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Old 11-03-2011, 10:06 PM   #1
greenpool
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Registered: Sep 2010
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menu with while loop


I'm trying create a menu with a while loop in the following manner

Code:
#!/bin/bash


echo -n "

1. healthchk
2. bpipwd
3. cust_usage_check
4. other scripts automatic

enter choice [1 | 2 | 3 | 4 ]: "
read numchoice



while [ !($numchoice -ge 1) && !($numchoice -le 4) ]
do
echo -n "you entered incorrect, try again: "
read numchoice
done
error i'm getting is:

[: missing `]'


I suspect its something to do with my syntax. can someone please tell me what i'm doing wrong, thanks!
 
Old 11-03-2011, 11:58 PM   #2
mladoux
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while loops don't work quite like that. This guide will show you where you've gone wrong:

http://tldp.org/LDP/abs/html/loops1.html
 
Old 11-04-2011, 12:19 AM   #3
smilesavvy
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Don't use While loop for menu. use " select ".
Code:
#!/bin/bash
PS3="Choose the correct option:  "
select i in healthchk bpipwd cust_usage_check other_scripts_automatic
do
  case $i in
  healthchk) echo "you selected option 1";;
  bpipwd) echo "you selected option2";;
  cust_usage_check) echo "you selected option 3";;
  other_scripts_automatic) echo " you selected option 4";;
  *) echo " you have entered wrong option, please choose the correct option from the listed menu."
     sleep 5
     exit;;
  esac
done

-- Ramesh Jonathan Godishela
 
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Old 11-04-2011, 12:43 AM   #4
devUnix
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Location: Bengaluru, India
Distribution: RHEL 5.1 on My PC, & SunOS / Sun Solaris, RHEL, SuSe, Debian, FreeBSD and other Linux flavors @ Work
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Here is what I use:


Code:
#!/bin/bash
numchoice=1
while [ $numchoice != 0 ]; do
 echo -n "
 1. healthchk
 2. bpipwd
 3. cust_usage_check
 4. other scripts automatic
 0. Exit

 enter choice [1 | 2 | 3 | 4 ]: "
 read numchoice
 case $numchoice in
        "1" ) ./healthchk.sh ;;
        "2" ) ./bpipwd.sh ;;
        "3" ) ./cust.sh ;;
        "4" ) ./other.sh ;;
        "0" ) break ;;
        * ) echo -n "You entered an incorrect option. Please try again." ;;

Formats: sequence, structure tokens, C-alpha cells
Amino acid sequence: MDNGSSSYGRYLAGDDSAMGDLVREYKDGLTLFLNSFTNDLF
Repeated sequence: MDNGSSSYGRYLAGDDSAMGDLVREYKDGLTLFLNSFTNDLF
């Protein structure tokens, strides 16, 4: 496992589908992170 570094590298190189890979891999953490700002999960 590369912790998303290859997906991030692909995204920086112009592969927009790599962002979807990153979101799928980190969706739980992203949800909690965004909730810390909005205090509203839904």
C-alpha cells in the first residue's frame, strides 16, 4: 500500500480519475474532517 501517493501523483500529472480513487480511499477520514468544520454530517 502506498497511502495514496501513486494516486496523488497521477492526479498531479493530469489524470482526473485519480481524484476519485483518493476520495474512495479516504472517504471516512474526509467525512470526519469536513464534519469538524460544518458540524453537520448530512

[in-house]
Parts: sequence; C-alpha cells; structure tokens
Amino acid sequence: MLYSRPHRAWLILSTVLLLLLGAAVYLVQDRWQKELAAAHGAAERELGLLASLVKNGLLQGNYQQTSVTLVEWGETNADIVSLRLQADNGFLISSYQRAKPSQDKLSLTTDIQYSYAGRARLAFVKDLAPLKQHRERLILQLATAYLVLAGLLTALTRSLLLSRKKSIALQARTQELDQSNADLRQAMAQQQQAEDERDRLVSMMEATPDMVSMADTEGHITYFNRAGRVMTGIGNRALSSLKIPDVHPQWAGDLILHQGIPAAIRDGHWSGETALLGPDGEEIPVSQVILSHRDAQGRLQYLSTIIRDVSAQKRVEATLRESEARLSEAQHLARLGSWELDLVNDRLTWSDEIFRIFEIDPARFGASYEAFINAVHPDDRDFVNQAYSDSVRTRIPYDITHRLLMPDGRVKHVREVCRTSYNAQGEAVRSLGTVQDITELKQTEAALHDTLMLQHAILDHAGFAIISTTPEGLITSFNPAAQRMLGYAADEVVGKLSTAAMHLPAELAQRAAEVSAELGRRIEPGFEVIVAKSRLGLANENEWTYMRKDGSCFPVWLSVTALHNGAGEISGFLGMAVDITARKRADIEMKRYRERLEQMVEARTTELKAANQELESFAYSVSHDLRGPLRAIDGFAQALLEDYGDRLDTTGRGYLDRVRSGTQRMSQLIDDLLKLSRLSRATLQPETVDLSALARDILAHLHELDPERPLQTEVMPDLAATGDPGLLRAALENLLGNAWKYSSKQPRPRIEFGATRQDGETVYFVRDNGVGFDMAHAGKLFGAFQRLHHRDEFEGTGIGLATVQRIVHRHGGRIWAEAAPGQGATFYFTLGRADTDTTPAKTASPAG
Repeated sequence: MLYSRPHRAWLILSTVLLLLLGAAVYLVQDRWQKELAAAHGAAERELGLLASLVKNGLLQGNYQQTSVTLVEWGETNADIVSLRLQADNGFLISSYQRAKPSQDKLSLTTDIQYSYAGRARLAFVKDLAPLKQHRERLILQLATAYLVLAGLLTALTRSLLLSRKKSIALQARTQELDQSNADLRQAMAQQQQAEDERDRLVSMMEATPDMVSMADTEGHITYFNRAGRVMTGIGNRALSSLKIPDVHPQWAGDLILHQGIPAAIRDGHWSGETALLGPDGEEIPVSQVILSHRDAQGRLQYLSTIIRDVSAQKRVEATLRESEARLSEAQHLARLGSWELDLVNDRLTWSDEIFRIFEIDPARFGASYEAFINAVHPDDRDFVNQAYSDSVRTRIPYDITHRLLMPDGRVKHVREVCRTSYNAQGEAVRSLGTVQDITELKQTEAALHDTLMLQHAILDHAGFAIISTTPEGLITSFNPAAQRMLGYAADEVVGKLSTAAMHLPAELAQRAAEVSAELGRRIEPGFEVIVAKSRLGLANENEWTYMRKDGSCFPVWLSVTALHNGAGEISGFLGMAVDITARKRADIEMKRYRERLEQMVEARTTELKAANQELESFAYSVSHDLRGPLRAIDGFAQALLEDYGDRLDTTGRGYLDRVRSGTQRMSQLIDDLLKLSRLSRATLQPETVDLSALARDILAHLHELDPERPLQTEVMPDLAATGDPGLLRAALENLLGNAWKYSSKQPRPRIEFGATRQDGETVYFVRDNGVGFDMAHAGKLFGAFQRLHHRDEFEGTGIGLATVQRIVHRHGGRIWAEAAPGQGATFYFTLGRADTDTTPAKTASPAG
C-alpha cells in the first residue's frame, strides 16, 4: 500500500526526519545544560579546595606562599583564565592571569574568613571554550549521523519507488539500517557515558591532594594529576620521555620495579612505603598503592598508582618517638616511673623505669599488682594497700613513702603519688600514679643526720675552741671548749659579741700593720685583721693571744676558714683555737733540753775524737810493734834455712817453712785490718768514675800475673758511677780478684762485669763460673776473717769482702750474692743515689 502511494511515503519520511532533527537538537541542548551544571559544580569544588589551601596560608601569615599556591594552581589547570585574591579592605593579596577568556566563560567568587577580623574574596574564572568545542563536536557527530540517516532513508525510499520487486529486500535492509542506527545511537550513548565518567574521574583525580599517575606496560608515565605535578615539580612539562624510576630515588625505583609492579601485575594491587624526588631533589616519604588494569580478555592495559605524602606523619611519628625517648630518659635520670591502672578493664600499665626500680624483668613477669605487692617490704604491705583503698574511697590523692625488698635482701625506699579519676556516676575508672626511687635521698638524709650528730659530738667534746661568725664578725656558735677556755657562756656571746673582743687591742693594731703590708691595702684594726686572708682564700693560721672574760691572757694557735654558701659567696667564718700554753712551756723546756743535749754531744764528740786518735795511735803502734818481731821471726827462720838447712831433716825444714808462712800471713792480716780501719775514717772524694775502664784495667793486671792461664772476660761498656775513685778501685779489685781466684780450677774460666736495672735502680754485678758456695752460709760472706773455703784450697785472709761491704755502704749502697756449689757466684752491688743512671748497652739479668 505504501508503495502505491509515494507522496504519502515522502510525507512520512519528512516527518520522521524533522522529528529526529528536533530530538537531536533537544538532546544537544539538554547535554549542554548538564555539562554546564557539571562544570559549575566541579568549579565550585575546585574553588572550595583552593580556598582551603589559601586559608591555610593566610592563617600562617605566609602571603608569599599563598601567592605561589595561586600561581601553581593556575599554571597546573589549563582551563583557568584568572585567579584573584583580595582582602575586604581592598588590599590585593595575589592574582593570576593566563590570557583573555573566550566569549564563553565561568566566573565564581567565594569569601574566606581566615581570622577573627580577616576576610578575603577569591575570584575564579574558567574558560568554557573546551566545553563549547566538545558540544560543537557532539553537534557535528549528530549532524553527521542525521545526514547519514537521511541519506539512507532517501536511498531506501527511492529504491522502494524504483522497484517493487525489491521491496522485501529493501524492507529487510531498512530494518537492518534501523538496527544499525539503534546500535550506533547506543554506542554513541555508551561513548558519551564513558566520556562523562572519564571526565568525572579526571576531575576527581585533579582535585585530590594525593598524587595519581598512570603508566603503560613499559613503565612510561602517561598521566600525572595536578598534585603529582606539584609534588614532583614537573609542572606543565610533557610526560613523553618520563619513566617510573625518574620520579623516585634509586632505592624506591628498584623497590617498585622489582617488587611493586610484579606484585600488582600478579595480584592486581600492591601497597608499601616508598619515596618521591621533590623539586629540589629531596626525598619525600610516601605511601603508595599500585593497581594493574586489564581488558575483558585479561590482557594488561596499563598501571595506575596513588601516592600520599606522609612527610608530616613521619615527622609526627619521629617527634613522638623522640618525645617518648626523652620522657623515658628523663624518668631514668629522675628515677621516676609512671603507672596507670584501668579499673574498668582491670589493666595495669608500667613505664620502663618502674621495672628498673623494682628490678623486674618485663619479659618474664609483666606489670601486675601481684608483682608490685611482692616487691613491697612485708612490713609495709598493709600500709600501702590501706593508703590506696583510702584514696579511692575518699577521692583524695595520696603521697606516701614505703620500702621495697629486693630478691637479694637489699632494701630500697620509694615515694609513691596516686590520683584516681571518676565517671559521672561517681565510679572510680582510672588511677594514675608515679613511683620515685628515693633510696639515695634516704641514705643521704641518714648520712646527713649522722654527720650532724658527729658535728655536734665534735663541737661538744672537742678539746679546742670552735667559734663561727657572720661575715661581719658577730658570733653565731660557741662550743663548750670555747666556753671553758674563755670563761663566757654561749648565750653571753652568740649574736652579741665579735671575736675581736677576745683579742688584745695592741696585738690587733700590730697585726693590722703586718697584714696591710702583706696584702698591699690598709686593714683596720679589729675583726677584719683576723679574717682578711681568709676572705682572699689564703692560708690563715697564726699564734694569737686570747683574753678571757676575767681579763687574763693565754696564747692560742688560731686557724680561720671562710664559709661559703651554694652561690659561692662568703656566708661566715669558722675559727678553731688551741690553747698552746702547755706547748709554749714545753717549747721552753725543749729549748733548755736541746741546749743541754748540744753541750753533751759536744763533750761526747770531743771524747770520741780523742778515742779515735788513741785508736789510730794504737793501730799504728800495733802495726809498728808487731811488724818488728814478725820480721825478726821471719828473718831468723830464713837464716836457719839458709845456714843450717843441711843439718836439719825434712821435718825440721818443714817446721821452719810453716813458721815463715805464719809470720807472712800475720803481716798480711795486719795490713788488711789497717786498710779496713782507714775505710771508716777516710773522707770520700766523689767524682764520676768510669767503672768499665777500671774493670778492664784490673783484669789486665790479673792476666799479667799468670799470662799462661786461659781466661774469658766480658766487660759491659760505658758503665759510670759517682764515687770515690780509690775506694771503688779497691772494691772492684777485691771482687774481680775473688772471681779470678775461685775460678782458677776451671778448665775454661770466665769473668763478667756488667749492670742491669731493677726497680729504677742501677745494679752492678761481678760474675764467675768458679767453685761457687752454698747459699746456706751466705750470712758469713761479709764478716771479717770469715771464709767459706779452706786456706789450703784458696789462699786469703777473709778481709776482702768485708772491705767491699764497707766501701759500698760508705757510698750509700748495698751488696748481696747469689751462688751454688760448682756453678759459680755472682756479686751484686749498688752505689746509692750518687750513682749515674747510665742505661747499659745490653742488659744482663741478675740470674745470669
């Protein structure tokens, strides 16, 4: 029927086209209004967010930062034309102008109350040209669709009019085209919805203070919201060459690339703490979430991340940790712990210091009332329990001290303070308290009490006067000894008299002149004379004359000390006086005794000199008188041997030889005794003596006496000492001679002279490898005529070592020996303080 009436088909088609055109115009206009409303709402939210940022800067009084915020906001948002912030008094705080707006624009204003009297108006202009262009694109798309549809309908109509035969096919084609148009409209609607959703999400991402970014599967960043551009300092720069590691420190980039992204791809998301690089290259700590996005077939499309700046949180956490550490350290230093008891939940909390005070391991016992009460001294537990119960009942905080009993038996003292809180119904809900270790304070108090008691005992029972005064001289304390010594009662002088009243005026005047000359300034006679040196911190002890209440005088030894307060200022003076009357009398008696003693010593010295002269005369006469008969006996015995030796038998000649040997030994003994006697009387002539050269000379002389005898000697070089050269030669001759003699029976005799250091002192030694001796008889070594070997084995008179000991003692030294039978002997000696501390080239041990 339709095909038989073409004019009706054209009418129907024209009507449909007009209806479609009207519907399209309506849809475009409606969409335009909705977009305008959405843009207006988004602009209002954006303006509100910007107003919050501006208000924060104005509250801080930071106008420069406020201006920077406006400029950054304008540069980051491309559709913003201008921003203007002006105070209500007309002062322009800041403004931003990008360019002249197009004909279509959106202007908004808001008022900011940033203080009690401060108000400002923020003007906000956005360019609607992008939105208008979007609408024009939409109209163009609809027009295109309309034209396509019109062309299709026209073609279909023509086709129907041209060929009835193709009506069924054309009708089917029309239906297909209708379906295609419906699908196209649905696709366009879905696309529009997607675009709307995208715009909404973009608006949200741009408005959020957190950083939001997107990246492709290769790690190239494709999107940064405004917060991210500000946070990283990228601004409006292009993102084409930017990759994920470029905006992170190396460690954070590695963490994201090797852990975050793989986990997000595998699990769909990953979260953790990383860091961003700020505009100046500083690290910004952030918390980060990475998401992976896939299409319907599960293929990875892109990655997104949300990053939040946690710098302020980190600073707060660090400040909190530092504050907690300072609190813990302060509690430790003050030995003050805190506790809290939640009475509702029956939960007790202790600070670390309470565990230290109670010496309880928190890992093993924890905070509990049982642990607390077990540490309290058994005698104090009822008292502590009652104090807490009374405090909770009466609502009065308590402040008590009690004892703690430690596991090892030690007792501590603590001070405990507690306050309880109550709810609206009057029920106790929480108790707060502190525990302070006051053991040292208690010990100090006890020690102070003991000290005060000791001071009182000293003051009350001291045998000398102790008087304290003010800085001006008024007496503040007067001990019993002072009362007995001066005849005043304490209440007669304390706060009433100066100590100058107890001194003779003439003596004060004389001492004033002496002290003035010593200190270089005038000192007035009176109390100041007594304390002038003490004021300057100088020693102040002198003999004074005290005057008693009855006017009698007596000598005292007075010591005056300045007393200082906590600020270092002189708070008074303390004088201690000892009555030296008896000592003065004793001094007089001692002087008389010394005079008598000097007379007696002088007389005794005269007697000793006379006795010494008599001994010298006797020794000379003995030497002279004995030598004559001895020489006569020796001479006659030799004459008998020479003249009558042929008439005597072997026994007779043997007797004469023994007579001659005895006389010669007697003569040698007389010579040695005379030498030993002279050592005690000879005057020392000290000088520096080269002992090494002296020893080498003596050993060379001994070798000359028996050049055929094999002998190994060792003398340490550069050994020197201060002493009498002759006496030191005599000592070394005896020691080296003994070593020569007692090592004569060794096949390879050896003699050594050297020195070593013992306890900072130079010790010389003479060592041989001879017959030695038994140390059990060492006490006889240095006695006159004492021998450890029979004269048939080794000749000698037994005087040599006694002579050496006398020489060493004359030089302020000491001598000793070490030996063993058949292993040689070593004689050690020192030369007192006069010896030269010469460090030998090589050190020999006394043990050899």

esac
done

Here is a sample run of the above script:

Code:
$ /bin/bash h.sh

 1. healthchk
 2. bpipwd
 3. cust_usage_check
 4. other scripts automatic
 0. Exit

 enter choice [1 | 2 | 3 | 4 ]: 1
h.sh: line 14: ./healthchk.sh: No such file or directory

 1. healthchk
 2. bpipwd
 3. cust_usage_check
 4. other scripts automatic
 0. Exit

 enter choice [1 | 2 | 3 | 4 ]: 5
You entered an incorrect option. Please try again.
 1. healthchk
 2. bpipwd
 3. cust_usage_check
 4. other scripts automatic
 0. Exit

 enter choice [1 | 2 | 3 | 4 ]: 0

You can remove these double quotes:

Code:
        "1" ) ./healthchk.sh ;;
        "2" ) ./bpipwd.sh ;;
        "3" ) ./cust.sh ;;
        "4" ) ./other.sh ;;
        "0" ) break ;;
but do not quote the star (*).

You see:

Code:
h.sh: line 14: ./healthchk.sh: No such file or directory
because I did not write the healthchk.sh script for you. You do that!
 
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Old 11-04-2011, 12:55 AM   #5
Telengard
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First, are you using Bash's builtin [, or are you using an external implementation of [? Here's how to find out; if it is Bash's [ then it doesn't understand the --help option.

Code:
tmp$ [ --help
bash: [: missing `]'
Note that it was Bash which responded with an error message.

Now in your script, here's the problem line:

Code:
while [ !($numchoice -ge 1) && !($numchoice -le 4) ]
#                            ^ command list separator
The problem is that && is interpreted by Bash as a command list separator. That's why the closing ] isn't recognized. Everything after && is treated as a separate stanza of the command list.
 
Old 11-04-2011, 04:32 AM   #6
Fantastic
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change line with while definition to

while [ $numchoice -lt 1 -a $numchoice -gt 4 ]
 
Old 11-04-2011, 07:37 AM   #7
David the H.